Excellence Awards: Saving lives and costs

Replacing a doctor's illegible scrawl when issuing prescriptions is credited with saving lives at Middlemore Hospital.

Replacing a doctor's illegible scrawl when issuing prescriptions is credited with saving lives at Middlemore Hospital.

Research suggests that a small percentage of patient admissions to a New Zealand hospital suffer an adverse drug event, sometimes suffering serious injury or even death, after being given the wrong drugs.

Reasons include the patient being allergic to the prescribed drug, the drug reacting to another that's being taken, or the pharmacy incorrectly reading the doctor's handwriting and misprescribing.

Dr Joseph Foote, clinical consultant of Counties Manukau DHB's strategic projects team, who trialled e-prescribing last year, says the current system creates "great legibility problems with a doctor's scribble".

The trial involved hospital staff using laptops over the hospital wireless network, employing Java-based software written by Auckland-based Orion Systems.

The software was designed to spot any clashes between drugs and allergy cases and reorder drug stocks. The emailed messages were also more legible.

Counties Manukau DHB says while doctors found the new system took longer, they liked it because of time saving and fewer errors.

A nationwide rollout of the system, a finalist in the "overall excellence in the use of IT" category of the Computerworld Excellence Awards, is being contemplated.

Software created by a Rotorua-based company promises forestry industry savings of more than $75 million a year.

HarvestPro NZ says its CYANZ forestry product, which helps the timber industry decide how certain trees should be felled, is 25 times faster than the system it replaces.

The software was released earlier this year and sold all New Zealand’s major forestry companies this month, with HarvestPro expecting 100% adoption by year-end.

Products manager planner James Powrie of forestry company Rayonier says CYANZ is a breakthrough compared with older systems which were based on 1980s technology.

Written in Delphi, CYANZ works in a Windows-based environment and allows harvest planners to test best options for cable logging, to minimise total forest harvesting and forest roading costs. The geographical information systems-based CYANZ produces information on the shape of the landscape that a tree is growing on and determines the best "tail-hold" position. The best site is one that can access the greatest area, obtain the highest payload, and cater for the most appropriate machinery type.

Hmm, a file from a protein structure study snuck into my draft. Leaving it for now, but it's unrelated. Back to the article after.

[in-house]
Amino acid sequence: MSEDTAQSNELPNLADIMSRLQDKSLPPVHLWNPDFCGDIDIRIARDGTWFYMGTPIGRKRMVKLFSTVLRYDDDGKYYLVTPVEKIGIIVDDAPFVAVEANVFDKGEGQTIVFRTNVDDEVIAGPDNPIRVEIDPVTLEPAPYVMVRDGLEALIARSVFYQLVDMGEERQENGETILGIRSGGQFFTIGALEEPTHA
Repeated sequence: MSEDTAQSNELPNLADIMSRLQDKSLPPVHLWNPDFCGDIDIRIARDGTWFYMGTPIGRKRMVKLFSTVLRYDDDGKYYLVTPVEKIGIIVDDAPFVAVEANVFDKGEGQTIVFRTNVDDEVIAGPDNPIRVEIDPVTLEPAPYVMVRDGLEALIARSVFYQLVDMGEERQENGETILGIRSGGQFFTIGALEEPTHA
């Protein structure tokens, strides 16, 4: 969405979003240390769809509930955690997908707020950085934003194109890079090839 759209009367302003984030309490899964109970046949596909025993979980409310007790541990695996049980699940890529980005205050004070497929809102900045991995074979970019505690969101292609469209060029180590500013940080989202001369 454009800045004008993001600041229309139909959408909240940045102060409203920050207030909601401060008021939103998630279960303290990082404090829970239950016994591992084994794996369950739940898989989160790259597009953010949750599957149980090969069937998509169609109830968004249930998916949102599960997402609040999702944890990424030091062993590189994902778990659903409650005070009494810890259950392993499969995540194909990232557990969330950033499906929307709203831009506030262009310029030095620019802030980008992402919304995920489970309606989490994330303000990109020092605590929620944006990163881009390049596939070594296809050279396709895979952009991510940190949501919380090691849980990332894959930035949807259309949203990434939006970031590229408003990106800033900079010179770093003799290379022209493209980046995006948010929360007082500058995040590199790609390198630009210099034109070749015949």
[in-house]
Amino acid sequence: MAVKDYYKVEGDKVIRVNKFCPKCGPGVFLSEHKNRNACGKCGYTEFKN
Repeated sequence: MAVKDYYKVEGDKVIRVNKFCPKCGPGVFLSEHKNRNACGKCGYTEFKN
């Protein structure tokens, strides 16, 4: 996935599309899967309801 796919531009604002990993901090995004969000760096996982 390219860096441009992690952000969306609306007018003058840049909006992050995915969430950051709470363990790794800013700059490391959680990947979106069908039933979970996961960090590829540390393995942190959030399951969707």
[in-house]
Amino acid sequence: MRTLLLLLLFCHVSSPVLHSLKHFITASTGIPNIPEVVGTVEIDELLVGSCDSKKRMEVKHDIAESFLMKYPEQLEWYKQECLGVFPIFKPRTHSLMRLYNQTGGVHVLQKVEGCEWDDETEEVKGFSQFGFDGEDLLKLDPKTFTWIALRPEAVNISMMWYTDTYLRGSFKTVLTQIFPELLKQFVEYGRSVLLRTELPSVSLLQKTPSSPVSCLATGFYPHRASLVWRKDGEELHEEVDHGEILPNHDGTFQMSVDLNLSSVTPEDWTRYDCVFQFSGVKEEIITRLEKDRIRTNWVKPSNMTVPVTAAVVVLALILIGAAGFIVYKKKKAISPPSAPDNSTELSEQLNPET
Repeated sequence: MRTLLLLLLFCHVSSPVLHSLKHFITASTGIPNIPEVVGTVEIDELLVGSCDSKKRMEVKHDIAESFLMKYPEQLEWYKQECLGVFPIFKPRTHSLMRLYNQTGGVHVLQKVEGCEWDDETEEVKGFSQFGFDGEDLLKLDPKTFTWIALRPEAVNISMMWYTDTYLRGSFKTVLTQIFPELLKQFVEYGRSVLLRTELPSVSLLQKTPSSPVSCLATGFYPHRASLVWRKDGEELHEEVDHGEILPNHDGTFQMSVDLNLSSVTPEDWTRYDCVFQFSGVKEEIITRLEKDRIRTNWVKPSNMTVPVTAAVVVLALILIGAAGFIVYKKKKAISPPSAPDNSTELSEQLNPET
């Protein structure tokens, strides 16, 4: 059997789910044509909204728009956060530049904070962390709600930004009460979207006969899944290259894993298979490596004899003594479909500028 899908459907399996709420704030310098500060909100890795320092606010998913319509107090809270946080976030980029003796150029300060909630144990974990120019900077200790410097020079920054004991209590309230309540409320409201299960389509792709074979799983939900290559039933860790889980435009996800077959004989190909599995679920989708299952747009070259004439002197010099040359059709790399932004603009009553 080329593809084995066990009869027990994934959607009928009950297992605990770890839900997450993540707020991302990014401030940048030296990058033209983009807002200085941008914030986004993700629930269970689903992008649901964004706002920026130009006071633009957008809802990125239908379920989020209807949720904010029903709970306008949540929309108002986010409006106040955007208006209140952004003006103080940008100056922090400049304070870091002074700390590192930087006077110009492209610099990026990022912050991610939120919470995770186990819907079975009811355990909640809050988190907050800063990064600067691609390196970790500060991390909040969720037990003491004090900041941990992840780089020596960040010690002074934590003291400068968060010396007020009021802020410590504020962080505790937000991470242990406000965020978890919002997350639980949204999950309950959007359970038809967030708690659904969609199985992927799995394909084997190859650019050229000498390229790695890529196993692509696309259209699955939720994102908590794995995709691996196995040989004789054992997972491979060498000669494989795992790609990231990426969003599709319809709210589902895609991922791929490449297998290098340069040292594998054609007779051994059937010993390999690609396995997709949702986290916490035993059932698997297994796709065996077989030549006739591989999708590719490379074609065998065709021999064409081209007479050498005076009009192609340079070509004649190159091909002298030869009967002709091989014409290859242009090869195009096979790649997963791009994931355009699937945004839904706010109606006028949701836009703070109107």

New Zealand Post has created an internet-based supply chain management system that tracks where bulk deliveries are, helping the organisation plan appropriate staffing levels.

The Letters International Supply Chain Optimisation (LISCO) application, introduced in February, deals with post from Australia. It works like this: if Readers Digest had a shipment of 100,000 letters, a lodgement would go to all points along the distribution line. The freight forwarder would decide how the shipment was coming across and NZ Post would be told the flight number. NZ Post would then check the shipment using a coding system, which it claims is far more accurate and so reduces error-related costs.

The application was created using Microsoft technologies and extensive use of XML. It runs on SQL Server. Central to it is the Viibe online business process management tool from NZ Post subsidiary Infolink, which allows users to see the whole supply chain.

NZ Post facilities management team leader Nira Mitchell says before LISCO there was "effectively nothing" barring a "haphazard" fax-based system to let him know what bulk mail might be coming from overseas. He can now see for up to two weeks what deliveries are on their way.

The fourth finalist is the Ministry of Economic Development’s Personal Property Securities Register, as reported on July 7 in the government category. Billed as New Zealand’s first fully electronic register, the site offers a single accessible register for security interests other than land. It claims to "create greater certainty in business transactions" and has been hailed by the New Zealand Law Society as "the most significant change to commercial law in a practising lifetime".

The Overall Excellence in the Use of IT award is sponsored by IBM.

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